The euro dropped to its lowest against the dollar for two months and a record low against the Swiss franc on Monday amid continued worries over the eurozone sovereign debt crisis.

The single currency suffered after Standard & Poor’s rating agency downgraded its outlook on Italian government debt and speculation grew over Greek debt restructuring.

Also undermining the euro were poor election results for ruling parties in Germany and Spain.

Eurozone manufacturing and services sector purchasing managers’ surveys were weaker than expected for May, adding to pressure on the euro.

Derek Halpenny at Bank of Tokyo-Mitsubishi UFJ said that the most worrying development for the single currency was probably the surge in Italian government bond yields in response to S&P’s move.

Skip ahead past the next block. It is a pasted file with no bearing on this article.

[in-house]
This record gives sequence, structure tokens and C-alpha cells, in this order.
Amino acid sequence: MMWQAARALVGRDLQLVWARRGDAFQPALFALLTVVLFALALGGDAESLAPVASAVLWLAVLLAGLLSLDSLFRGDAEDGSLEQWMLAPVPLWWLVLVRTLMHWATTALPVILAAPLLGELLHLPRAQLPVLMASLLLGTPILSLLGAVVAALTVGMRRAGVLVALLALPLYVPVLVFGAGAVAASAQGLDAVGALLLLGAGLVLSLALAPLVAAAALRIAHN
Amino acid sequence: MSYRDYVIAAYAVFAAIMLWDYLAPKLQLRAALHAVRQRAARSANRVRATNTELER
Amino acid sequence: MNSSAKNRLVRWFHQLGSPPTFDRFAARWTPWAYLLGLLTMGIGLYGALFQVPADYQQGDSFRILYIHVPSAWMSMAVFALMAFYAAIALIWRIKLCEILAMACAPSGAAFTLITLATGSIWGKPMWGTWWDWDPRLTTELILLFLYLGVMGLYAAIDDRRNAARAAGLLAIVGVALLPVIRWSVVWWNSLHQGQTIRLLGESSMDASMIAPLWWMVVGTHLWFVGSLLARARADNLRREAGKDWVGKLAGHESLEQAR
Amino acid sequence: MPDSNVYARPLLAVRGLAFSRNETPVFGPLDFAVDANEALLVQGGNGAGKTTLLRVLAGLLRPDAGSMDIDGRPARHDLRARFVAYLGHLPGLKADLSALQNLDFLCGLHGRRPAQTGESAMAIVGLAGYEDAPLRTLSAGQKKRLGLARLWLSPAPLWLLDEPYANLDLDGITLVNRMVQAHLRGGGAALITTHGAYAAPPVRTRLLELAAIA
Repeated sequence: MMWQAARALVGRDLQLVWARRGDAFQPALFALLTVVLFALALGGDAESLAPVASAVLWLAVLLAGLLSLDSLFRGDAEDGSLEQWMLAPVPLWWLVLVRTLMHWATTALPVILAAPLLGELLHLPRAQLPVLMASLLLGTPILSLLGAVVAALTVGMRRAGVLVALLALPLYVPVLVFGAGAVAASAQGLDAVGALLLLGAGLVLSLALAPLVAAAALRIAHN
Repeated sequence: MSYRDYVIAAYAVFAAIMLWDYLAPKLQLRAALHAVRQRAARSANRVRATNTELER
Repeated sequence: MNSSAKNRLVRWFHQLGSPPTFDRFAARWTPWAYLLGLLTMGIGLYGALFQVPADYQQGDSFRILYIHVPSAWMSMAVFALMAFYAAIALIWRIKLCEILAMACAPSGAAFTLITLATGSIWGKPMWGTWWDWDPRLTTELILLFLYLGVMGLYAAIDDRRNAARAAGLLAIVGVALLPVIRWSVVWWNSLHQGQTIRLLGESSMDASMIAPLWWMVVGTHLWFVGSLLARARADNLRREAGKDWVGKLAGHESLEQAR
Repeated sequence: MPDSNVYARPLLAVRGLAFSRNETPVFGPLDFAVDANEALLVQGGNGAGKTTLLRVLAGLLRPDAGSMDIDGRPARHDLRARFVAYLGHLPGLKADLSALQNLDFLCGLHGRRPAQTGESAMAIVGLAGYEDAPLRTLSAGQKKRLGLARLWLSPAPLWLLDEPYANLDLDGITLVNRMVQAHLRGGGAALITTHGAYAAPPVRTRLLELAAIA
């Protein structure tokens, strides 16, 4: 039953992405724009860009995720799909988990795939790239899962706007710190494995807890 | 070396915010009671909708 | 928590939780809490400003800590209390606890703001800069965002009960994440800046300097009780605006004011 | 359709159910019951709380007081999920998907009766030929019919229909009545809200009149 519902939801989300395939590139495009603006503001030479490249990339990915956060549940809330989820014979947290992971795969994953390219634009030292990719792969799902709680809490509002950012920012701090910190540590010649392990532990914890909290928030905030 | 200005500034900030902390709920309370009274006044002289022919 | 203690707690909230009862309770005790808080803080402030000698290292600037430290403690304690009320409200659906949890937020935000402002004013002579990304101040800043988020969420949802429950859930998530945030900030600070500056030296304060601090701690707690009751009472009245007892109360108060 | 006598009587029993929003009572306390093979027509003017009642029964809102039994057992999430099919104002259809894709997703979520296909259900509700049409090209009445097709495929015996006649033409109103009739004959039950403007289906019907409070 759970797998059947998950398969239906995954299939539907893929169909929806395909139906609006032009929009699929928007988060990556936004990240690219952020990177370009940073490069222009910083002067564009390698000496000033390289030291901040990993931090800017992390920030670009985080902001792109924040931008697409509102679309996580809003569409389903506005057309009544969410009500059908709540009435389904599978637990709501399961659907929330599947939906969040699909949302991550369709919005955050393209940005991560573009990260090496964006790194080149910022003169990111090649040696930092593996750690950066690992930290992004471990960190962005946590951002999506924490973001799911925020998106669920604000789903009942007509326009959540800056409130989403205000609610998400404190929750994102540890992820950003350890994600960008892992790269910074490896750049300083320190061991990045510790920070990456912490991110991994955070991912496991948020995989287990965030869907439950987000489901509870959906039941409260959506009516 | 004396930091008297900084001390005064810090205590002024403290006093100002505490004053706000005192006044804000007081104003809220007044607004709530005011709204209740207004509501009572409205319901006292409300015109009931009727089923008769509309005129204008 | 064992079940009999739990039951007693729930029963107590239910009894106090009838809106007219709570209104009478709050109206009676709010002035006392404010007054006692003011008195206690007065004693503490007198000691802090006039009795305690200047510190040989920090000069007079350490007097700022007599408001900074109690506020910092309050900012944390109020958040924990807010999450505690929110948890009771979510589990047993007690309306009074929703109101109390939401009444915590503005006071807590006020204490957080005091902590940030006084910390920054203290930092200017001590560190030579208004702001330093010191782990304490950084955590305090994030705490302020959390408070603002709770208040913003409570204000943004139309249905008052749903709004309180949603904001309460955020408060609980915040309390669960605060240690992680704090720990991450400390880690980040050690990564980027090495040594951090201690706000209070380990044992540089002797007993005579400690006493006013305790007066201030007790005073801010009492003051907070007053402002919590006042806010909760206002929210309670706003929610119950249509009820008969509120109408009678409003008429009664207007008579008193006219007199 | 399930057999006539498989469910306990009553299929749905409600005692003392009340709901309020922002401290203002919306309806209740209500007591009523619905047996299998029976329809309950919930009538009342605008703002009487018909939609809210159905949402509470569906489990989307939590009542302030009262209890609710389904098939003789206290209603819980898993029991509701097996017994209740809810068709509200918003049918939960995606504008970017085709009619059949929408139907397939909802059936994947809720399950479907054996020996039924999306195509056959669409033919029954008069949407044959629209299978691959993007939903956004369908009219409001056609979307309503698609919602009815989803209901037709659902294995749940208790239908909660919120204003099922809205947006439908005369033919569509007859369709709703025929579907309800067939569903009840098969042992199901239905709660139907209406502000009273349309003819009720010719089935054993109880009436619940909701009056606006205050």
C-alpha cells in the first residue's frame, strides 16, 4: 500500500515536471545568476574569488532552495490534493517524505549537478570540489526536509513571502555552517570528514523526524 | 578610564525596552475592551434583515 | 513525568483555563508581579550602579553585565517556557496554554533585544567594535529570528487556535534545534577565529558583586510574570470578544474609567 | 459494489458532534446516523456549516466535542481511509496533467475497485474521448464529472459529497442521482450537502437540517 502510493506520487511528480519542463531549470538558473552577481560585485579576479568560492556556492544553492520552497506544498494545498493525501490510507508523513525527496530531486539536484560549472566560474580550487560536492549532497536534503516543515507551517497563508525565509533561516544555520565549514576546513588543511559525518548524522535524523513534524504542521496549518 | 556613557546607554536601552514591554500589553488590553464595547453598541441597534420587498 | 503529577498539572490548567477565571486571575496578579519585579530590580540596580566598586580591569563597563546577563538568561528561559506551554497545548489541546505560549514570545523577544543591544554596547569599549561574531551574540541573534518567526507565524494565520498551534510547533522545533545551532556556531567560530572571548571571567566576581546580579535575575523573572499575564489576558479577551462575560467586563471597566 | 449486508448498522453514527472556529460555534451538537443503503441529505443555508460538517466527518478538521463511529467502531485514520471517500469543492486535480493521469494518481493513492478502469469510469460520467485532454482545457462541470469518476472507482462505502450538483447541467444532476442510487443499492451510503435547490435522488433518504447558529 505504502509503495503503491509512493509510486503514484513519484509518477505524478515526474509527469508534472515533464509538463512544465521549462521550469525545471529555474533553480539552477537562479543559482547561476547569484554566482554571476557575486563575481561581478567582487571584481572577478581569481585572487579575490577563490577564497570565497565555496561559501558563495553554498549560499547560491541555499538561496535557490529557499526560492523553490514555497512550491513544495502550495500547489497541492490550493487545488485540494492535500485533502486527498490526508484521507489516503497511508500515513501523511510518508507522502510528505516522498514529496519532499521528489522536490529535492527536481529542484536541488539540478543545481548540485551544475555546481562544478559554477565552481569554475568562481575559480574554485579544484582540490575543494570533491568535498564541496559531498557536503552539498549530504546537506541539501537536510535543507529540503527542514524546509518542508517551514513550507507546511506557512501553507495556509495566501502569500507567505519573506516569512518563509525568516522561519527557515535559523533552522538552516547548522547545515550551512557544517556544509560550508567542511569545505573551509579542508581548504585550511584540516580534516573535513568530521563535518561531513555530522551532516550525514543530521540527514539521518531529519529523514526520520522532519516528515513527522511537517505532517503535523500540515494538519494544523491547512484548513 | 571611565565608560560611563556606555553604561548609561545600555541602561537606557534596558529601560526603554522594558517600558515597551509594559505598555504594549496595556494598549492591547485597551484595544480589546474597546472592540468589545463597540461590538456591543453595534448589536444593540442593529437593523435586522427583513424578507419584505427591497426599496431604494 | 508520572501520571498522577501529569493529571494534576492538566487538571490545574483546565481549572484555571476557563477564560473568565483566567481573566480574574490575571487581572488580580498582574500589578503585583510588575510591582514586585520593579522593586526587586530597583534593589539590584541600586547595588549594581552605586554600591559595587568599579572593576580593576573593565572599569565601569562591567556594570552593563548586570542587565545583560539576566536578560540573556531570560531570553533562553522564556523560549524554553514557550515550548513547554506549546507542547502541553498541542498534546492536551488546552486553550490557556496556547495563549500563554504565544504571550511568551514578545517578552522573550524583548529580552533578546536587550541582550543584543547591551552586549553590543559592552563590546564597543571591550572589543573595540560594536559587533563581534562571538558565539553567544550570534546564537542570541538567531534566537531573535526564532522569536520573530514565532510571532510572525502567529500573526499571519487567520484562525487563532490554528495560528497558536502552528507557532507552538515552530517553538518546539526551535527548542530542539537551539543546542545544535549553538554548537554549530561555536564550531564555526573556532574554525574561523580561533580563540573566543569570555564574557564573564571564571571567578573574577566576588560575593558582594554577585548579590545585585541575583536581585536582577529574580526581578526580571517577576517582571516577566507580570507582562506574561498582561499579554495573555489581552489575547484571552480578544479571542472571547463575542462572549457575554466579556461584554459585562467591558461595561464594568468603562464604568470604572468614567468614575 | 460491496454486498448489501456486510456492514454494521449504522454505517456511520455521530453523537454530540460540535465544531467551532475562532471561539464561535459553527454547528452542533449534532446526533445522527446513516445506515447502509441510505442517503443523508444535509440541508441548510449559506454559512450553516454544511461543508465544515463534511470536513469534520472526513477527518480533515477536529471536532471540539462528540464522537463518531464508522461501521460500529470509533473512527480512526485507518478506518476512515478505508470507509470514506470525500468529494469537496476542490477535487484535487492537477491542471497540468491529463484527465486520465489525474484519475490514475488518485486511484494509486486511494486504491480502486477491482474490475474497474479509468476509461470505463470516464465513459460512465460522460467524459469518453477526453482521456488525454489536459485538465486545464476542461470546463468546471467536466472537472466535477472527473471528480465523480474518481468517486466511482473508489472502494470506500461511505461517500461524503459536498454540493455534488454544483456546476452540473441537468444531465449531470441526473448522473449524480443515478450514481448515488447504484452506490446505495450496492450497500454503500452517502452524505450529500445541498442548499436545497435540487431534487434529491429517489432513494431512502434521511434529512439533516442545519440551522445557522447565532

“Italy has the largest government bond market in the eurozone, and continued rising yields there over the coming weeks would have a very destabilising impact on the eurozone debt markets.

“With the authorities still seemingly divided over how to proceed with the debt crisis, there remain considerable short-term risks for the euro,” he said.

The shift in sentiment against the single currency was highlighted by positioning data from the Chicago Mercantile Exchange, often used as a proxy for hedge fund activity, which were released over the weekend. Speculators cut the value of their bets on further gains for the euro by $3.5bn to $7.4bn in the week to May 17, according to the data.

This meant long euro positions have been cut by more than 50 per cent since they hit their highest level since July 2007 only two weeks previously.

By late in the day in New York, the euro had fallen 0.8 per cent to $1.4051 against the dollar, its weakest level since March 18. The single currency hit a record low of SFr1.2323 against the Swiss franc, though it recovered later to SFr1.24. It dropped to an eight-week trough of £0.8698 against the pound before rebounding slightly to above £0.87.

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